Writing about Reading: Why William Gibson’s brilliant novel The Peripheral is dangerous for writers

December 22, 2014 § 2 Comments

peripheralBy the end of the first page of William Gibson’s new novel, The Peripheral, I knew I was in trouble.

It’s not a bad book. That’s not the problem at all. It’s that it is such a damn good book, such a truly fantastic book, that my novel-in-progress looks pathetic by comparison.

Gibson is a genius for imagining the future. It’s not just the technological portrait he paints, but the way the characters talk, how they think, how they view the world around them. He doesn’t pander, doesn’t offer explanations. You’re in the deep end on page one, and brother, you’d better learn to swim fast.

Any attempt to summarize the plot will give away a key detail discovered fairly early on, and it was a big part of the delight of this book, discovering it. So I’m not going to tell you anything about the plot. I’m not even going to hint at what the titles means, because that was a cool moment of discovery for me, too.

The characters, though—those I’ll talk about. The heroine of the book is Flynne, one of the two point-of-view characters. She’s a skilled gamer (hyper-realistic video games), and so cool her nickname is “Easy Ice.” Unlike most badass heroes and heroines, Flynne isn’t a one-dimensional, diamond-skinned android. Shit gets to her. She’s cool in the moment, a nervous wreck later. She worries about her friends, her mother. She has flaws. She’s real.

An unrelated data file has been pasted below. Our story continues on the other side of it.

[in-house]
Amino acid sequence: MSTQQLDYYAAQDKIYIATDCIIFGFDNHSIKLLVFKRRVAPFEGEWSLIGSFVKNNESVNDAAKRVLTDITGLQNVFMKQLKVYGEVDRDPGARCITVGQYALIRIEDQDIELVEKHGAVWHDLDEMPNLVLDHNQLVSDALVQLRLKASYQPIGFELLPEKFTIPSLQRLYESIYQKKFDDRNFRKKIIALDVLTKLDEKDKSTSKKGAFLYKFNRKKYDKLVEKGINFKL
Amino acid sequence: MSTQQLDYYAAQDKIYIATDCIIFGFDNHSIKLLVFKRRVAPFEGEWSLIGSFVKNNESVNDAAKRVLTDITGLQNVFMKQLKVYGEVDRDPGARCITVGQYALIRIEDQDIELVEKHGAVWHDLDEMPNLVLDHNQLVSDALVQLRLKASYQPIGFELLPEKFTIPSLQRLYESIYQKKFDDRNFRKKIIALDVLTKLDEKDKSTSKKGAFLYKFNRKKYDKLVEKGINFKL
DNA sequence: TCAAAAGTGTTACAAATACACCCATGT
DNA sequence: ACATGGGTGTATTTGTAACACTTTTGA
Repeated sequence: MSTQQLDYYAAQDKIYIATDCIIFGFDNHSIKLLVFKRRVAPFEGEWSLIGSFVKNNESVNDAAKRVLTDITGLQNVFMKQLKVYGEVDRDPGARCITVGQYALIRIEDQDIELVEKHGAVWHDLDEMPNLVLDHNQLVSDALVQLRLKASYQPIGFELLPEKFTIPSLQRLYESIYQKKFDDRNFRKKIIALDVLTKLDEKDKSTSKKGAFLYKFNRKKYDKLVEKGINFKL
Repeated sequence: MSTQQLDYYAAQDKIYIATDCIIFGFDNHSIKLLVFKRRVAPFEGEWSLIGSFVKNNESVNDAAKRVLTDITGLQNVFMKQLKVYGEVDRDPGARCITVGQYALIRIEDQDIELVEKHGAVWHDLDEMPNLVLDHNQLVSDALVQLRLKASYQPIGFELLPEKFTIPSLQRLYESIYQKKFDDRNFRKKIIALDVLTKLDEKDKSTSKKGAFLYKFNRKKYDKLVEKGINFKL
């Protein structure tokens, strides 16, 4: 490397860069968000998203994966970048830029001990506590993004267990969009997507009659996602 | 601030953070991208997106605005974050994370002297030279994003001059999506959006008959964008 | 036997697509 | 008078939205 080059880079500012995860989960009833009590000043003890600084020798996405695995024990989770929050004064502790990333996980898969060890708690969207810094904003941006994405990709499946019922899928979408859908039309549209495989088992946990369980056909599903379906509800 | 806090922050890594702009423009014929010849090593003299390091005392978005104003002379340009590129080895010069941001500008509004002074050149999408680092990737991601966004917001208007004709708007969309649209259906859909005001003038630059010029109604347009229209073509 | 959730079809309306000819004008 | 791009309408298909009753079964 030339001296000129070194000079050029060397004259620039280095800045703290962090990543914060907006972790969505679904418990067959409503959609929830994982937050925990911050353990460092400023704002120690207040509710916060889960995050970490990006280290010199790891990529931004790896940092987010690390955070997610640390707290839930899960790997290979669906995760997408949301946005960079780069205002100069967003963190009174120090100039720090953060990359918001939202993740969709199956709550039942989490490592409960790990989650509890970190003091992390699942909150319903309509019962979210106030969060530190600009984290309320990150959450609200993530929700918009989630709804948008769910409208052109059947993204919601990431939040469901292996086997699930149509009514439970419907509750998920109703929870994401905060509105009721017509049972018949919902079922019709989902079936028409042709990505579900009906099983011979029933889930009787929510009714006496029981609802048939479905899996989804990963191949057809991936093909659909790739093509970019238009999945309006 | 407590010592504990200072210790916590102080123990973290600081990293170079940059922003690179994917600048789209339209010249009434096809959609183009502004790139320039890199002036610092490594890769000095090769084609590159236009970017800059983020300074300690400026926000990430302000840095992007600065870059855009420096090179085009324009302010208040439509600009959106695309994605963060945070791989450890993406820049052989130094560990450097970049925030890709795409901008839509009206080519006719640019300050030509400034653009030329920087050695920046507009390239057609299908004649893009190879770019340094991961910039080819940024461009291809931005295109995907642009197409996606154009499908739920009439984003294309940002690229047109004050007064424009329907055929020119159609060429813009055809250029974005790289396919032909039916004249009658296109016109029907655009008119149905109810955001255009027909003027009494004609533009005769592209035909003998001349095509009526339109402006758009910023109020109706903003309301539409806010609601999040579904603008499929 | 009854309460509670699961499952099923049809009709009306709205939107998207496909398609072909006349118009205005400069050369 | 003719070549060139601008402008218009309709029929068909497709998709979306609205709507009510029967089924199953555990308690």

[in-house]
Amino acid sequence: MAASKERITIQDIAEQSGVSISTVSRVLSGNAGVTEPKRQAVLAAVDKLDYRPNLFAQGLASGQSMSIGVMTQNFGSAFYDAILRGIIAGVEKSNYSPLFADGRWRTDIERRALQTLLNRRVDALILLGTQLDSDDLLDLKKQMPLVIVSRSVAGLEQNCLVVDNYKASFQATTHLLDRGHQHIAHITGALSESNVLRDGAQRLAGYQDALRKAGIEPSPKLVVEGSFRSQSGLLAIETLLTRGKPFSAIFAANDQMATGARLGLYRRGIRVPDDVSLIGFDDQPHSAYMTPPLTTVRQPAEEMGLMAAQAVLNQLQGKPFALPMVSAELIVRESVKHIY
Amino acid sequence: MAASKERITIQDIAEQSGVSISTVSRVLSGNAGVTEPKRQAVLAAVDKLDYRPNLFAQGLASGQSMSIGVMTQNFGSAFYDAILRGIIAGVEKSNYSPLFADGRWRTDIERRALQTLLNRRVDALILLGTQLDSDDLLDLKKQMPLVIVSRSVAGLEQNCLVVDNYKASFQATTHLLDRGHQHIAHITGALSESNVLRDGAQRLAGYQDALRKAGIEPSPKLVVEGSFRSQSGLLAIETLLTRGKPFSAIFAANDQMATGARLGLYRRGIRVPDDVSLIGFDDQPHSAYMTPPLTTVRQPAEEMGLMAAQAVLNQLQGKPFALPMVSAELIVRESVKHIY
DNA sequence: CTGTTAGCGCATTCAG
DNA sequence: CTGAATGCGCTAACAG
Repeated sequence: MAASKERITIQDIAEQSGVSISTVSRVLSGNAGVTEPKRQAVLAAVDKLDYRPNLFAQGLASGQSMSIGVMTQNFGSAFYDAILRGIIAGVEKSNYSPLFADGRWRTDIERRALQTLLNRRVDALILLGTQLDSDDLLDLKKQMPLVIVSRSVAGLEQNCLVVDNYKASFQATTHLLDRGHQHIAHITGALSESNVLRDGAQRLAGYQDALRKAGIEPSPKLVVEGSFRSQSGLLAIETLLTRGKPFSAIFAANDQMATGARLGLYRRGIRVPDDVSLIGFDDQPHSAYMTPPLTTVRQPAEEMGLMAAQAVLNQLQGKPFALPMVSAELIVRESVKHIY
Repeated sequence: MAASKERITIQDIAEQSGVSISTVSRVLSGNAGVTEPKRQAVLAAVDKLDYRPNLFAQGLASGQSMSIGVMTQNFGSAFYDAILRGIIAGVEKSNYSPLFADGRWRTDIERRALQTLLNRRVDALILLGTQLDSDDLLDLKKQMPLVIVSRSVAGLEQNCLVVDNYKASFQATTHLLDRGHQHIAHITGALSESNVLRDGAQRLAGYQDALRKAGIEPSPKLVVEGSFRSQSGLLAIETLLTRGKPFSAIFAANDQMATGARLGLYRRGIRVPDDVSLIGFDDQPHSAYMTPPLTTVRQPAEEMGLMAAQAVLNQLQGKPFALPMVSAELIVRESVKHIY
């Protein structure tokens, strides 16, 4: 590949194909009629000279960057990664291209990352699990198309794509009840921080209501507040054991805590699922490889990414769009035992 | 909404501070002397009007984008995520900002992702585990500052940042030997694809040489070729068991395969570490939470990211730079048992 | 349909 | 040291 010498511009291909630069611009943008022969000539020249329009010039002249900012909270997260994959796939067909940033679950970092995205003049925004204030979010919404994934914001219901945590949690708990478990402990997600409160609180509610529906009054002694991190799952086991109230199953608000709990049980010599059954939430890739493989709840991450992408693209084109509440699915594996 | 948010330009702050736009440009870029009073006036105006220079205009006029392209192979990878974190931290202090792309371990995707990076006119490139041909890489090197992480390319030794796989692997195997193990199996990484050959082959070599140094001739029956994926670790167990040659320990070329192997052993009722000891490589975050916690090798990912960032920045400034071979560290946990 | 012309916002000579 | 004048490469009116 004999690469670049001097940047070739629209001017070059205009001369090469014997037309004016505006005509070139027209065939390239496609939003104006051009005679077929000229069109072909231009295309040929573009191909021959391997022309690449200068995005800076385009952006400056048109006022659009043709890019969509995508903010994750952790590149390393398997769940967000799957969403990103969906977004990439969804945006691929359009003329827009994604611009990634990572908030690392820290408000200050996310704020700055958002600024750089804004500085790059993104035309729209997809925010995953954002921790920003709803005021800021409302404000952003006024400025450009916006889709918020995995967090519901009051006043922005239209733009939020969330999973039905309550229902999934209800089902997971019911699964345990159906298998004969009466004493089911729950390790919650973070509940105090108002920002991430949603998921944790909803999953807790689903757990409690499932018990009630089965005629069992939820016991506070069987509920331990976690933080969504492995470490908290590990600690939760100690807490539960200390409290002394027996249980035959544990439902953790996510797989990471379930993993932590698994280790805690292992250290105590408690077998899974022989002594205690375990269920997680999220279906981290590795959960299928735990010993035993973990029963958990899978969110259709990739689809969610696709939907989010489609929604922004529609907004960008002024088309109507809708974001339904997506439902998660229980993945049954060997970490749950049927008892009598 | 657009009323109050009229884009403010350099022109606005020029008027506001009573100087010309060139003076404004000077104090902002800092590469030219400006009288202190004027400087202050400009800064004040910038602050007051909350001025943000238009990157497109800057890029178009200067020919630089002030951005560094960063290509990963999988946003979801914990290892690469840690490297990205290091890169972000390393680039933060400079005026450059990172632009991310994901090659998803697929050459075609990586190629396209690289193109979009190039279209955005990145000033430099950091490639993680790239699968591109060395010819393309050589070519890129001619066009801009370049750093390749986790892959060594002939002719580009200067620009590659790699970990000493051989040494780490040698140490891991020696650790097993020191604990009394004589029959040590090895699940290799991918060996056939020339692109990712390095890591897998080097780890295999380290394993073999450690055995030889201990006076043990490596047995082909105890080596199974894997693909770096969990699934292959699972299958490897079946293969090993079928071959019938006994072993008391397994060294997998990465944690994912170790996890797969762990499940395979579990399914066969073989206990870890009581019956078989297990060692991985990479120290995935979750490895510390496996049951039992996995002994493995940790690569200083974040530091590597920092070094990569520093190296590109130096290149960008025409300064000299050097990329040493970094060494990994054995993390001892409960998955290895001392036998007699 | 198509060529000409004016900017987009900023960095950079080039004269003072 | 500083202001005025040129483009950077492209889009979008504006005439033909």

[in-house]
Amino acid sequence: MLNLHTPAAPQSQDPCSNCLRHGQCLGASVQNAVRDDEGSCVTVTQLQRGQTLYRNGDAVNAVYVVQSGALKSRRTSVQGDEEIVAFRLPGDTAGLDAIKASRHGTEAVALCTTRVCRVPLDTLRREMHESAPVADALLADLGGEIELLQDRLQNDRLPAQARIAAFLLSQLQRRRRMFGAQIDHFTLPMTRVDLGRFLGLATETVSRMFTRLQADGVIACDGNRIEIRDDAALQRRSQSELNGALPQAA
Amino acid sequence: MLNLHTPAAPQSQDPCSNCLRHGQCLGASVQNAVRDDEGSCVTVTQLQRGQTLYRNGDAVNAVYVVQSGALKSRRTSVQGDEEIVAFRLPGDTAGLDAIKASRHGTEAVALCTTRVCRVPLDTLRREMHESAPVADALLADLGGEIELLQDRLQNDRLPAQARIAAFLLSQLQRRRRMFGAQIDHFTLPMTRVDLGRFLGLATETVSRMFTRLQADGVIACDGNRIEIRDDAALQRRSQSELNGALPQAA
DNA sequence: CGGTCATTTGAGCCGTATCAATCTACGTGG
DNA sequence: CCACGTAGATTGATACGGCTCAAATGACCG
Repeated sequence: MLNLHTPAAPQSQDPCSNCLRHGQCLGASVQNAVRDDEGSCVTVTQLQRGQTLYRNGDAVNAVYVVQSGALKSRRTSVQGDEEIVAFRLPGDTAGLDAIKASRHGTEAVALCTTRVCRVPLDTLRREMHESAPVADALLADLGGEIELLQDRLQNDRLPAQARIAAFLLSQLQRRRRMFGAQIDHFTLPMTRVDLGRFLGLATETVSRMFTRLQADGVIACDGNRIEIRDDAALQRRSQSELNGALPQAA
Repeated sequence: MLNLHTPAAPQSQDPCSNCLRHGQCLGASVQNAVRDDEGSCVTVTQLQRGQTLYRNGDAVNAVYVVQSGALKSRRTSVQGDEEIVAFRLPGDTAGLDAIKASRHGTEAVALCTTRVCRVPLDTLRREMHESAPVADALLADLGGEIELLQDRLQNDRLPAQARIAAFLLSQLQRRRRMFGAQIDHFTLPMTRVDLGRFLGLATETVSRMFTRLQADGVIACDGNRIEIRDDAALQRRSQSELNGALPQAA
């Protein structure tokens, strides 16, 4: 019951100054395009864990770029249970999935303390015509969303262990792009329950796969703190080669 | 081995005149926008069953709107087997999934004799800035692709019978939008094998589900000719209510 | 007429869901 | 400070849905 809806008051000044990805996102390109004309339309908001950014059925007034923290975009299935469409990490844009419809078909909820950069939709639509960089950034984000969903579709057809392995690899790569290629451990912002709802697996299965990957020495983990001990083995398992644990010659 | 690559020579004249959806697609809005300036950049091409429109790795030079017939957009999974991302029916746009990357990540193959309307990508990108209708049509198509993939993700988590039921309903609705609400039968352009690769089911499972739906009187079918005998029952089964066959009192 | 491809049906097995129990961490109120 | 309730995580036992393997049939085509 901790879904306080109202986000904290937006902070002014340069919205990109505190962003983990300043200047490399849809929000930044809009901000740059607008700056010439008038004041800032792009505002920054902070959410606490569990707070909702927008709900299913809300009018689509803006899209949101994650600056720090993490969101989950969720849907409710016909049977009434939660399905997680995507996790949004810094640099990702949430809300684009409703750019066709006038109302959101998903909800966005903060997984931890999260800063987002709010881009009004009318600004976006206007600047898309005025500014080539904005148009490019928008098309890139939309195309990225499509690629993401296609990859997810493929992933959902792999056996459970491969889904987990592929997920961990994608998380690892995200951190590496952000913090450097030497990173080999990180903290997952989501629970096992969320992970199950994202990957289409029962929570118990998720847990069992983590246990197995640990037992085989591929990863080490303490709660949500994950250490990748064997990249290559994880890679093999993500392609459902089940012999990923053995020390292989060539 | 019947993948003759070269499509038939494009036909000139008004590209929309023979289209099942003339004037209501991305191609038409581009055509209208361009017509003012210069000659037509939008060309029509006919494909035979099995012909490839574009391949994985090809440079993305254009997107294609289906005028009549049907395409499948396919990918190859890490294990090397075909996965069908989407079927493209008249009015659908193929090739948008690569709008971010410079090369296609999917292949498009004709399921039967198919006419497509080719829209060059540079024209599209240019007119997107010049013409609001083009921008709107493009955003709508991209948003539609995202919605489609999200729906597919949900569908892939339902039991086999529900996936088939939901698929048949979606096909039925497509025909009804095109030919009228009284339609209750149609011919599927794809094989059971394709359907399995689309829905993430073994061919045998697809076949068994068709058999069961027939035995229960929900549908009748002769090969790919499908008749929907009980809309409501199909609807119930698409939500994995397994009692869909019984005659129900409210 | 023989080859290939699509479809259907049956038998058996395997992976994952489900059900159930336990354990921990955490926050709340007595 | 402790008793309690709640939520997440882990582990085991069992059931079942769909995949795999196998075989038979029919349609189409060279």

She’s everything I want my heroine to be, which just magnifies my own failings as a writer.

Wilf Netherington is the other POV character. I hesitate to label him the hero, simply because there is so little about him that’s heroic. He’s an alcoholic. He does very little for himself. He reacts, but he doesn’t much act. Whereas Flynne has flaws, Wilf seems to be all flaws. And yet, somehow, I found myself liking him and rooting for him, wanting him to become a stronger person.

Wilf also magnifies my failings to bring my own flawed hero to life.

And there’s Connor and Burton and Ash and a host of other supporting players, each of whom is fascinating and cool in their own way. But the coolest, most mysterious, most badass of them all is future cop Ainsley Lowbeer. If there is any justice in this world, The Peripheral will be the first in a trilogy, and Ainsley Lowbeer will have a significant recurring role in the sequels.

I love everything about Lowbeer. I love that her name is Lowbeer. I love her casual, brutal, icy demeanor. I love that she holds enormous fucking power and I love what she does with it. I love her history, and the twist in it. From the moment she is introduced, I couldn’t picture anyone but Tilda Swinton playing Lowbeer, should Hollywood ever make The Peripheral into a movie. (I both want, and am horrified by the idea of, a movie.)

More than any other character in The Peripheral (and they all do this to some degree), Ainsley Lowbeer made all the characters in my book seem thin, anemic, and ugly by comparison.

So if you’re in the middle of writing your own novel—and especially if it’s science fiction in any flavor—reading The Peripheral is a terrible idea, and you should rush right out and pick up a copy anyway. Because as much as Gibson made me feel like my own book needs an enormous amount of work to even approach the orbit of this novel, it’s a fantastic book which I will be re-reading in the very near future.

And therein lies possibly the greatest danger The Peripheral poses; you will not be able to put it down. My friend and fellow writer Jim Hopkins and I were discussing the book over lunch when we were both in the middle of reading it, and he told me it was eating into his writing time.

“Jim,” I replied, “it’s eating all my writing time.”


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